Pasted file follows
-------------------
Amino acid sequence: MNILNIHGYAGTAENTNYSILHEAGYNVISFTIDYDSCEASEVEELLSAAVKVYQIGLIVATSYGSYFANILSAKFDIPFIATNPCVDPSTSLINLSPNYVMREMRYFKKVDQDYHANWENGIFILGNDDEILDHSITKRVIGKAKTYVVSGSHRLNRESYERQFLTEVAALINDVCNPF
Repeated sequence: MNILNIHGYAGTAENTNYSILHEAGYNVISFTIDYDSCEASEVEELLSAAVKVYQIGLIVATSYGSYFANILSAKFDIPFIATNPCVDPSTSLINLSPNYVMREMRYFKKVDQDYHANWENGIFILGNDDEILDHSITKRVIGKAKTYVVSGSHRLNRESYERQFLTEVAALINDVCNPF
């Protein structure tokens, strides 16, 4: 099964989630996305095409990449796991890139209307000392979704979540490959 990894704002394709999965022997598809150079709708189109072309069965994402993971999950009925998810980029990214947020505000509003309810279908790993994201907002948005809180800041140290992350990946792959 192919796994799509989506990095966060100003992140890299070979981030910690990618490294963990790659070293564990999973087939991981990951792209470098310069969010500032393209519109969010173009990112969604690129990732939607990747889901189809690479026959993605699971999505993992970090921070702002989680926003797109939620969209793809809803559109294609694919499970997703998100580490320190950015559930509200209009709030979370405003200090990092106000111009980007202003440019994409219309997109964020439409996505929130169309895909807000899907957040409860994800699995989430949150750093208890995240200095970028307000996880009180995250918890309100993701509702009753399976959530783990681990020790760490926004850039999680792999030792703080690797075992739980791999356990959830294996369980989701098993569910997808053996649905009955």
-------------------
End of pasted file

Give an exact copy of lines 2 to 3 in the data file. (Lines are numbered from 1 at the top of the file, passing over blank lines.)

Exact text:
Repeated sequence: MNILNIHGYAGTAENTNYSILHEAGYNVISFTIDYDSCEASEVEELLSAAVKVYQIGLIVATSYGSYFANILSAKFDIPFIATNPCVDPSTSLINLSPNYVMREMRYFKKVDQDYHANWENGIFILGNDDEILDHSITKRVIGKAKTYVVSGSHRLNRESYERQFLTEVAALINDVCNPF
């Protein structure tokens, strides 16, 4: 099964989630996305095409990449796991890139209307000392979704979540490959 990894704002394709999965022997598809150079709708189109072309069965994402993971999950009925998810980029990214947020505000509003309810279908790993994201907002948005809180800041140290992350990946792959 192919796994799509989506990095966060100003992140890299070979981030910690990618490294963990790659070293564990999973087939991981990951792209470098310069969010500032393209519109969010173009990112969604690129990732939607990747889901189809690479026959993605699971999505993992970090921070702002989680926003797109939620969209793809809803559109294609694919499970997703998100580490320190950015559930509200209009709030979370405003200090990092106000111009980007202003440019994409219309997109964020439409996505929130169309895909807000899907957040409860994800699995989430949150750093208890995240200095970028307000996880009180995250918890309100993701509702009753399976959530783990681990020790760490926004850039999680792999030792703080690797075992739980791999356990959830294996369980989701098993569910997808053996649905009955």